Stephen Lewandowski

Doctoral Candidate 
Department of Environmental Health Sciences 
Mailman School of Public Health 
Columbia University
[email protected]

Stephen began his PhD in the fall of 2017. Originally from Ohio, he received a BS in Environmental Science from the United States Military Academy in 2002 and a commission in the U.S. Army as a Medical Service Corps officer. In 2011, he completed a Master’s degree in Environmental Health at Harvard School of Public Health with an emphasis on exposure science, epidemiology, and risk assessment. At Columbia, Stephen is interested in assessing environmental hazards that impact human health, focusing on urban populations and exposures encountered during military service.

Victoria Lynch

Doctoral Candidate 
Department of Environmental Health Sciences 
Mailman School of Public Health 
Columbia University
[email protected]

Tory received her MPH in epidemiology of microbial disease from the Yale School of Public Health and her bachelor’s in environmental biology from Georgetown University. Her master’s research focused on the association between seasonal climatic factors and typhoid fever. At Mailman, she hopes to study how extreme climatic events influence the spread of water-borne infectious diseases.

haruka_head_shotHaruka Morita

Research Associate 
Department of Environmental Health Sciences 
Mailman School of Public Health 
Columbia University
[email protected]

Links: Research Gate Publications

Haruka Morita received her MPH from the Mailman School of Public Health and her BS in Biology from Lehigh University. She is interested in health impacts of various climate change events, and her most recent work includes a health impact assessment on cardiopulmonary outcomes due global PM2.5 pollution from the aviation sector (manuscript submitted). With Dr. Shaman, she is currently working on a project studying influenza and other cold virus viability in NYC subways, as well as a health assessment on indoor temperature and humidity conditions in NYC apartments.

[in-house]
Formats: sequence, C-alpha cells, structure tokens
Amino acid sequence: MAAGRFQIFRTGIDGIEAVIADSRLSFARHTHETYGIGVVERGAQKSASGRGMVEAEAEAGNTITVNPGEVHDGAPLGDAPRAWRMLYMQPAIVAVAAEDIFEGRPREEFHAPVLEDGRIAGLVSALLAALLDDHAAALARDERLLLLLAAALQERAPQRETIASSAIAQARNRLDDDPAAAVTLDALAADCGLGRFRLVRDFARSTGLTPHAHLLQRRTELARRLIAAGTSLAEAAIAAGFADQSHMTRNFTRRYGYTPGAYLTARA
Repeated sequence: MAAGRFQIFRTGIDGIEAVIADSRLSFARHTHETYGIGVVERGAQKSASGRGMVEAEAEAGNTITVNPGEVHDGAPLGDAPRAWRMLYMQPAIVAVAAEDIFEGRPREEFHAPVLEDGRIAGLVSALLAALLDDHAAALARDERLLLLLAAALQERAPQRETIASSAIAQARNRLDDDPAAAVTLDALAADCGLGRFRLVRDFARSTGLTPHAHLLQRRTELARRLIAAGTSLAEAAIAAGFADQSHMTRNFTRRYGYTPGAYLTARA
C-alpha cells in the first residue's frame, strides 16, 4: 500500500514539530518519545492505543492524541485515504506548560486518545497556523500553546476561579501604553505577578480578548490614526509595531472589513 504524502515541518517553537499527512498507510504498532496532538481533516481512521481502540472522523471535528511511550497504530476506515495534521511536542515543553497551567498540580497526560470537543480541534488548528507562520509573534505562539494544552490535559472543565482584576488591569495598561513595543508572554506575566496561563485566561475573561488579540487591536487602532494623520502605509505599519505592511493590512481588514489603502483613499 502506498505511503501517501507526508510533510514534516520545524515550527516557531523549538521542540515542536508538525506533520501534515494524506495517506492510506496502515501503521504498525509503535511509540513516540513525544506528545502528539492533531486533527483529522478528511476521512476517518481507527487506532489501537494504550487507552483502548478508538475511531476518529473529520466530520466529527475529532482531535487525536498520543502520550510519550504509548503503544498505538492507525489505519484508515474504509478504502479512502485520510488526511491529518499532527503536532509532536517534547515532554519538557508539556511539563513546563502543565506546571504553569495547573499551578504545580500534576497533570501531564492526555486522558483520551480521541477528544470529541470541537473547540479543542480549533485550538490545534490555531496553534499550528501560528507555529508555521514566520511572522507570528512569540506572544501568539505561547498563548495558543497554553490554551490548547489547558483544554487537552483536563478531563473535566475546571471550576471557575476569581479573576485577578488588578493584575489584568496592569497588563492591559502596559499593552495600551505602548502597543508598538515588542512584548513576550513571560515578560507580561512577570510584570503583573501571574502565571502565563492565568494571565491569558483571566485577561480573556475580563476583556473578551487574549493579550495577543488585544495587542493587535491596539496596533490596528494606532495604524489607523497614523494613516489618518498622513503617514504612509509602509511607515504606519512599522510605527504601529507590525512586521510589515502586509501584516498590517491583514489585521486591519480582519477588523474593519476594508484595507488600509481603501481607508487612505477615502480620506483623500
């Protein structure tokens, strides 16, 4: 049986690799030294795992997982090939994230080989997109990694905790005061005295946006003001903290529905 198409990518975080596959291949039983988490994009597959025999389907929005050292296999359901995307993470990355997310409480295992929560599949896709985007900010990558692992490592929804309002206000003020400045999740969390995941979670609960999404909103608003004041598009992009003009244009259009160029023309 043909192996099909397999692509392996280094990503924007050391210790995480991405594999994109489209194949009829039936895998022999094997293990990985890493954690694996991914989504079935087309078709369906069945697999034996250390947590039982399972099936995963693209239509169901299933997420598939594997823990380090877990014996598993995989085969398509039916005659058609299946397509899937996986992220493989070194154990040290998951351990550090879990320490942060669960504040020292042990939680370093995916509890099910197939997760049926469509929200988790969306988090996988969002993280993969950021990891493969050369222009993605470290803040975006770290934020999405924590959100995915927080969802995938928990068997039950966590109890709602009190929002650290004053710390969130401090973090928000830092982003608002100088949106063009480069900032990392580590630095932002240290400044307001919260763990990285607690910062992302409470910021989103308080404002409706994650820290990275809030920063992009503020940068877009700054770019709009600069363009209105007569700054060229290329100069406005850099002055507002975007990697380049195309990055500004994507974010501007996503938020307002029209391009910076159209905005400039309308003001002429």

Tal Robin

Postdoctoral Research Scientist 
Department of Environmental Health Sciences 
Mailman School of Public Health 
Columbia University
[email protected]

Tal received his Ph.D. from the Department of Physical Chemistry at Tel-Aviv University for his work on stochastic approaches to the analysis of kinetic schemes. His previous work included models of enzymatic reactions, adhesion, and pollination with emphasis on intuitive modeling. His main interests are stochastic processes, agent-based modeling, and statistical inference. At Columbia, Tal is working on a network-based model of antimicrobial-resistant pathogens spreading within hospitals in an effort to extract accurate estimations of model parameters and identifying individuals with increased risk. This work’s aim is to advance knowledge about specific infections as well as the methods themselves.

TYTeresa Yamana

Associate Research Scientist
Department of Environmental Health Sciences
Mailman School of Public Health
Columbia University
[email protected]

Links: Research Gate Publications

Teresa completed her PhD in hydrology at MIT in the department of Civil and Environmental Engineering. Her research interests lie at the intersection of environment and infectious disease, with a focus on vector-borne disease.  Her doctoral research explored the relationships between climate, entomology, and malaria transmission in West Africa using a framework of detailed mechanistic modeling.  This framework was used to assess the impacts of climate change on malaria transmission.  At Columbia, she is developing transmission models for dengue and other vector-borne diseases to be used in conjunction with data assimilation methods to generate ensemble-based forecasts of disease outbreaks.